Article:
Writer: Gary Whitta
Artist: Darick Robertson
Colorist: Diego Rodriguez
Letterer: Simon Bowland
Publisher: Image Comics
Review by Michael Farris, Jr.
London is in ruins. A woman on the edge of death finds a group of men that live there and delivers a baby boy before passing away. The men decide to keep the baby, raise him as their own, and name him Oliver. We jump forward to Oliver as a young child causing various shenanigans, when one of his mentors takes him aside to show him where they came from and what happened to the world.
This book reads like it was meant to be an English major’s wet dream. As you perhaps gathered from the title and brief description above, this is an adaptation of Oliver Twist. It opens up with a Richard II quote that works beautifully for the post-apocalyptic world to which we are introduced. Other Shakespeare-esque names like Prospero pop up.
There are many familiar elements sprinkled in, too. The post-apocalyptic-newborn-in-a-survivor-camp-of-adults feels like echoes of Children of Men (Whitta has some familiarity with the post-apocalyptic genre having screenwriting credits like The Book of Eli and After Earth). The community that raises Oliver is a bunch of clones that were bred specifically for the purpose of war…sound familiar? (Whitta also has Star Wars screenwriting and comics credits to his name, too.)
All of these familiar elements feel more like a tip of the hat than a rip-off, and it works for the story. But there are a few moments that will have you exclaiming, “What the Dickens?” (heh heh heh.)
The most glaring moment of befuddlement is after we see a newborn Oliver come from his mother’s womb, we flash forward “three years later,” and Oliver looks and talks like he is approximately eight years old. It is later established that all the men around him are clones, so rapid growth isn’t out of the question. Also, when Oliver is born, while examining the baby, one of the men exclaims, “That’s not normal.” We don’t get a front view of Oliver, so assuming he doesn’t have a massive baby dong, that might also clue us in as to why Oliver appears to be older than three. At the end of this issue, a conversation takes place about not telling Oliver who he “really is.” These men had no idea who the mother was, and now it seems they know quite a bit about who Oliver is, so it will be interesting to see how this plays out.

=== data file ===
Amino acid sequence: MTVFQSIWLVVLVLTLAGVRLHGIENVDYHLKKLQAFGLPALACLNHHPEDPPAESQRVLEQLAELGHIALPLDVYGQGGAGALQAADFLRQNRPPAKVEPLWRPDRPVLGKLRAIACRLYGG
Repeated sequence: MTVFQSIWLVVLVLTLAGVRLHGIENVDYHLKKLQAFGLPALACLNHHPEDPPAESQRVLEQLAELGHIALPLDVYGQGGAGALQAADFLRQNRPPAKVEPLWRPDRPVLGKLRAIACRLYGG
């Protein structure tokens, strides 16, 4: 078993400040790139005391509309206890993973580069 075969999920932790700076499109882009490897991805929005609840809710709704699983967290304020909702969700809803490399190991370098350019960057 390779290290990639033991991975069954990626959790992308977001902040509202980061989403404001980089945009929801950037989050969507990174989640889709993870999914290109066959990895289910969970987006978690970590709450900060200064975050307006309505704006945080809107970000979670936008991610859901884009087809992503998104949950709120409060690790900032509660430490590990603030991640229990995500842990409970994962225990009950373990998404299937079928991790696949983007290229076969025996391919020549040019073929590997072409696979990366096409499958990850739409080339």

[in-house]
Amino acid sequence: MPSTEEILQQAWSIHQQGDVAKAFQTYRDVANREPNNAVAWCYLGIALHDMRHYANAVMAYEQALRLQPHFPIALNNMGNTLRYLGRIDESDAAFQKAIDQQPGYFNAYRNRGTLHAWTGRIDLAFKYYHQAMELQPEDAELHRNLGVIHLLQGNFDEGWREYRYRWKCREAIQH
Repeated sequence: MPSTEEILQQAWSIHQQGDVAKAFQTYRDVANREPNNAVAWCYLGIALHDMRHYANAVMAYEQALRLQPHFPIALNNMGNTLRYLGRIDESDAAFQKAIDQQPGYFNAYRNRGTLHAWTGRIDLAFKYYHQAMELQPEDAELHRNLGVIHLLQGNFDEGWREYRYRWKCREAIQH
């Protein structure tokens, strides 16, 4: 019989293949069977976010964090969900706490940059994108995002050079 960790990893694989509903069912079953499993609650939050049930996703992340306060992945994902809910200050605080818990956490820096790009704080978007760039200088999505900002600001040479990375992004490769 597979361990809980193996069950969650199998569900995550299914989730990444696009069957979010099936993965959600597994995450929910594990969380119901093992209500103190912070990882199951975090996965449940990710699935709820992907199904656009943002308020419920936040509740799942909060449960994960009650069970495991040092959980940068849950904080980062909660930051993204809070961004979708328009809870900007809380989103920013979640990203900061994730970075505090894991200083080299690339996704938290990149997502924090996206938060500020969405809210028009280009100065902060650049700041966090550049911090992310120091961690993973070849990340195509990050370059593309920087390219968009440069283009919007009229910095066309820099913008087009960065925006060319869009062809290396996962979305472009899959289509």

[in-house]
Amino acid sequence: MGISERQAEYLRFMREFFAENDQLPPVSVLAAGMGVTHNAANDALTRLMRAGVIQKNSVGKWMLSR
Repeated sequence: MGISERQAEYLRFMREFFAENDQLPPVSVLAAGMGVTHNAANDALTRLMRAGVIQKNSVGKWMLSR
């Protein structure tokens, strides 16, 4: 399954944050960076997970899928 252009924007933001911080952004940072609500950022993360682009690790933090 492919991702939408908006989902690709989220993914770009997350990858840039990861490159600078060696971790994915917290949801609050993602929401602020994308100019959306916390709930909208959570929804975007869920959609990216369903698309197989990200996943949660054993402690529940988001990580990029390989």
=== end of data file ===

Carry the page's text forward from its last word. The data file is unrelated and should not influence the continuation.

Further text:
The artwork does a great job giving us a derelict, beat-down, and bombed London that can only be a haven to clone soldiers without proper human rights. A lot of Robertson’s art reminds me of the artwork in Curse Words if Curse Words was a lot more depressing. Rodriguez does a magnificent job convincing us with his colors that we are experiencing hazy days and moonlit nights.
Verdict: Buy it.
This book feels very much like a love letter to classic and post-modern works of fiction while adapting a much-beloved Dickens story. It leaves you with many questions, which is a great way to get readers to come back for more.